Within smart factories, there is an increasing interest to involve Augmented and Virtual Reality. The rising market of AR and VR promises to offer new interfaces for industrial robots and the connected plant infrastructure, which provide intuitive status access or even control to the plant. Especially for close cooperation between humans and robots (human-robot coproduction) it is necessary that the intent of the robot is communicated, so that the human knows what the robot is about to do. This technology would also be handy for applications which require co-location of a remote person, like an expert involved in remote support, maintenance, planning or optimization.
The game engine Unity has evolved to one of the most used AR/VR platforms at the moment – one reason for Siemens to build the ROS-Sharp module (https://github.com/siemens/ros-sharp). The goal of this project is to bring this attempt even one step further and enable a visualization platform for AR / VR devices, especially for the Microsoft Hololens. This platform should not only ensure a stable and reliable communication of sensor data, but also should enable users to build their own interfaces for their robots.
The proposed software module should provide the following functionality after the end of the funding period:
The software module should provide a stable communication link between the Unity application running on AR/VR gear (Hololens) and ROS, enabling to send and receive live data.
- Support of AR/VR gear
The module should already support current off-the-shelf AR/VR gear. We start to integrate the Microsoft Hololens, but plan also to use HTC Vive and Oculus Rift.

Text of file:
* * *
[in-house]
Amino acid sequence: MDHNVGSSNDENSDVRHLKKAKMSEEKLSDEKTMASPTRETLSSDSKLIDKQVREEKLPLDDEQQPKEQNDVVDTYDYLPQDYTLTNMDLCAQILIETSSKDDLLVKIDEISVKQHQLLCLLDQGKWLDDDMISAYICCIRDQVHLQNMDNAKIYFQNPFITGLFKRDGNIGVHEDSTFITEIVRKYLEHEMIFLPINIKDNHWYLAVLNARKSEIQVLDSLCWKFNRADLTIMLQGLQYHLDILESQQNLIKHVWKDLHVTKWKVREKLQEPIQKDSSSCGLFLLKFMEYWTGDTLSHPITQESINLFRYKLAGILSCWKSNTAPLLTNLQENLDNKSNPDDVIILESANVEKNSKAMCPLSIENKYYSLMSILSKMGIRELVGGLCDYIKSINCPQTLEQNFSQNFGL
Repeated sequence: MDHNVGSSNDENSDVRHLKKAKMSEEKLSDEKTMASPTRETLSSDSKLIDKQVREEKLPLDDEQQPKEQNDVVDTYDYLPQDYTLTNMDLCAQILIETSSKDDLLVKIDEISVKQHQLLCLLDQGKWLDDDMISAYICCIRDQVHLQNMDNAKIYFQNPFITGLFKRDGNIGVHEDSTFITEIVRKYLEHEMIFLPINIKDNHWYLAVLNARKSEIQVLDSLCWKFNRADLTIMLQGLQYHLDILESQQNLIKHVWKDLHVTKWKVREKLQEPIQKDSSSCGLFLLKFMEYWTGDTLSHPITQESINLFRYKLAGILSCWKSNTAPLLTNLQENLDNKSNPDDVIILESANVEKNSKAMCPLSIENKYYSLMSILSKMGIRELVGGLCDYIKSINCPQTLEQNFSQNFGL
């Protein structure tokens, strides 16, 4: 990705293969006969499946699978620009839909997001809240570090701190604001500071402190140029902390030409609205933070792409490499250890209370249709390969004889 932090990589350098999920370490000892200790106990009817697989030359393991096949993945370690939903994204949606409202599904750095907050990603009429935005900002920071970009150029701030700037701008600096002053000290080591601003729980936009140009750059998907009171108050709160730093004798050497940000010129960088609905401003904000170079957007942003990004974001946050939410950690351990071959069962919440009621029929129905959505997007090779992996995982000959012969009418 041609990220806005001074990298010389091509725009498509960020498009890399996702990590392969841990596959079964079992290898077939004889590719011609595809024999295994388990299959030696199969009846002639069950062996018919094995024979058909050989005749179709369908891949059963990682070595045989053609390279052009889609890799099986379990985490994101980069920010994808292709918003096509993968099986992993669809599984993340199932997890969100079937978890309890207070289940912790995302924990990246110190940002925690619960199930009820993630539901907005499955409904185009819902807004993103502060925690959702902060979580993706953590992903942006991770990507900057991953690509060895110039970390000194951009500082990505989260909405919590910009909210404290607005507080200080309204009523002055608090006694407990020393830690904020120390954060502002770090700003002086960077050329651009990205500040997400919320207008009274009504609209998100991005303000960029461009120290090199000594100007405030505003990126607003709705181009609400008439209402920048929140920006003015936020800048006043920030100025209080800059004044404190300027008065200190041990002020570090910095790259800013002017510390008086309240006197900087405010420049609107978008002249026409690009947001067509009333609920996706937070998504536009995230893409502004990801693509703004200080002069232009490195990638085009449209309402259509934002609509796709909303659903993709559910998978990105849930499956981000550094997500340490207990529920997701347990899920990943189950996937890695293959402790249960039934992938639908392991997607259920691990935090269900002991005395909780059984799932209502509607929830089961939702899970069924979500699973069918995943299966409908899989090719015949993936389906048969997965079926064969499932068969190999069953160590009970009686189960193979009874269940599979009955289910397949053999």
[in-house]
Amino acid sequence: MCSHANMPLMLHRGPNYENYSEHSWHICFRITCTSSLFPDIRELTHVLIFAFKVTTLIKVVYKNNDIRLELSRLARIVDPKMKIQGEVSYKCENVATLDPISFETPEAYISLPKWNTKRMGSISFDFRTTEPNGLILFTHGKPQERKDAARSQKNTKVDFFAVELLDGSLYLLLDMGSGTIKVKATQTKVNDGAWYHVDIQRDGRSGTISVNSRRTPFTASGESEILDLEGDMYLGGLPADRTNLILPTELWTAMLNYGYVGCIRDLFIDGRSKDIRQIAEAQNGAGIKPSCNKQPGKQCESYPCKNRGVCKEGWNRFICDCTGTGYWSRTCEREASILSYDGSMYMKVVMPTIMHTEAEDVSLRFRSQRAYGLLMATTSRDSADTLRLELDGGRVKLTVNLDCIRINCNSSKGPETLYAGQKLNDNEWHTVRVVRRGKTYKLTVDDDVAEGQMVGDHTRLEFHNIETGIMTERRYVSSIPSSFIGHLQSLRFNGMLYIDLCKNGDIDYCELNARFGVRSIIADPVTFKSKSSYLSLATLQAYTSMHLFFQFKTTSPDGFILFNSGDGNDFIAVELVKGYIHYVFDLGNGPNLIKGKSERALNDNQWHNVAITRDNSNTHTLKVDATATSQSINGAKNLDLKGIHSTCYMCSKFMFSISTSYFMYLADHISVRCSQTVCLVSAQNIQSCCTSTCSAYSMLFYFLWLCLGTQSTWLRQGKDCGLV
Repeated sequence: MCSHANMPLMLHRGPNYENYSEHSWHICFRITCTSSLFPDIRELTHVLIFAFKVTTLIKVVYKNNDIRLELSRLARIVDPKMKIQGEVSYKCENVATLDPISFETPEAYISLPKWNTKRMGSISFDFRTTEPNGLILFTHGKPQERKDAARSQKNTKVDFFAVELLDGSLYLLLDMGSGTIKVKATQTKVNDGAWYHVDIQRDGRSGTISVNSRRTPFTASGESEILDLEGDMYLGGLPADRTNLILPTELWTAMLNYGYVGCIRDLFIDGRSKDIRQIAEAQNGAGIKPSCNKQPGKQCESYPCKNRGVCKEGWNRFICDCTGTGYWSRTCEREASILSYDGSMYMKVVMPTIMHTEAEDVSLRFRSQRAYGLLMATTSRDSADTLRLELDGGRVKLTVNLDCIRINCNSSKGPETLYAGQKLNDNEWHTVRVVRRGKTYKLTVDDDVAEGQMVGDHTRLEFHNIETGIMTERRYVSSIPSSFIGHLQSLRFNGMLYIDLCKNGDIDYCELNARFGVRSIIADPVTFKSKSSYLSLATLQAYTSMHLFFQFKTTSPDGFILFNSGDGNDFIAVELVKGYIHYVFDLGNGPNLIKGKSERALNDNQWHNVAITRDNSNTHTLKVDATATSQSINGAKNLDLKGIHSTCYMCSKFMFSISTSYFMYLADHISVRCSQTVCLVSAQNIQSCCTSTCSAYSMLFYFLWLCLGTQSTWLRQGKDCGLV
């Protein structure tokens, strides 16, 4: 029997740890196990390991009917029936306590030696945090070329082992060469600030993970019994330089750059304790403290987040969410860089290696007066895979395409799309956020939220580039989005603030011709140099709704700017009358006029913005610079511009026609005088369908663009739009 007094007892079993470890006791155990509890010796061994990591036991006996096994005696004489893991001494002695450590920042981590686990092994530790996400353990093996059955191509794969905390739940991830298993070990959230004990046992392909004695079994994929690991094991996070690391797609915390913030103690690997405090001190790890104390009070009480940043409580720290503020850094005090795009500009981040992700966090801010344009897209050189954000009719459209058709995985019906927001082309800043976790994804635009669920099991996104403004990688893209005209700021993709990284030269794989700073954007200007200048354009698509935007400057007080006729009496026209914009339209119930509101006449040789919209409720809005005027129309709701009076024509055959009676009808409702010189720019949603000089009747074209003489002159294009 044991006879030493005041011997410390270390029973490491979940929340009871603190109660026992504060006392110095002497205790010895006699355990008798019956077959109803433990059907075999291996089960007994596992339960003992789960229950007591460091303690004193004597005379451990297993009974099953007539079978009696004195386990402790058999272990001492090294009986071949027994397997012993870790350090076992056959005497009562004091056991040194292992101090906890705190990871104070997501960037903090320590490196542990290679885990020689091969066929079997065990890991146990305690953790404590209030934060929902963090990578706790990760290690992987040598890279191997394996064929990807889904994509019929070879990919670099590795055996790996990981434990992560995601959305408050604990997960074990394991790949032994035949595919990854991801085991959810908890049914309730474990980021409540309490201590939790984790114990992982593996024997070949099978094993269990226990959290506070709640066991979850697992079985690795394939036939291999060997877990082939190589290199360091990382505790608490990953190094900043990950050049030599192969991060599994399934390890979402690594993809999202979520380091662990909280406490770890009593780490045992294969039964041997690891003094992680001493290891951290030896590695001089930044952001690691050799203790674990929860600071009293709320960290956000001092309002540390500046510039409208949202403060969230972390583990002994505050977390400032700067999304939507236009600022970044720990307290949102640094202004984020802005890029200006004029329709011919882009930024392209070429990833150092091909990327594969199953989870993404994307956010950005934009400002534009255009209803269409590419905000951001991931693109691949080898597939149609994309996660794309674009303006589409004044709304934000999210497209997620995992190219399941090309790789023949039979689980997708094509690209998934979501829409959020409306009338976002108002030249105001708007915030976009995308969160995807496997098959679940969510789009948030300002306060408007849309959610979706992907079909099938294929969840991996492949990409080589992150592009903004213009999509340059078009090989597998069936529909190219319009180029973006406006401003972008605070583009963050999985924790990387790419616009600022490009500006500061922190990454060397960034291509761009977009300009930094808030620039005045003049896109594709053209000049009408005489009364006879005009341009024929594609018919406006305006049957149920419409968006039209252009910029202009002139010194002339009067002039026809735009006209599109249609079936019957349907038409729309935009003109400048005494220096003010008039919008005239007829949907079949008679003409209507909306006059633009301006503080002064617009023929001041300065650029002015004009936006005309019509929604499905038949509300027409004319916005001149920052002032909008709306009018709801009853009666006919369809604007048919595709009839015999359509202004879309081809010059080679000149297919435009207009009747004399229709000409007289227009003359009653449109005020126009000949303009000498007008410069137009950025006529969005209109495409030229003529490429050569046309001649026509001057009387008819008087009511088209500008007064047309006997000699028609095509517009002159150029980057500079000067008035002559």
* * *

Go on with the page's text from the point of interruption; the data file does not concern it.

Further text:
We want to demonstrate the capabilities of AR/VR interfaces for a ROSin running robot by documenting a showcase and providing tutorials for setup and use.
- Interface toolkit
The software should include a toolkit for building AR/VR interfaces to the robot (roughly in the direction of rviz for AR/VR)
- Multi-User support
The software should be able to let multiple users see the same virtual content, enabling them to use this information for discussions.
We see the following challenges and also describe how we are going to meet them:
- We want of course build upon existing ROS modules. But ROSSharp does not support UWP yet, so either we need to solve this, build a workaround or use own infrastructure.
- The interfaces for AR/VR hardware (for example Hololens Dev Packages) still change continuously. Furthermore, new gear will come on the market so maintenance of the module will be crucial.
- Specific visualization needs for clients can exceed the capabilities of the toolkit, but can be inserted later in the maintained module.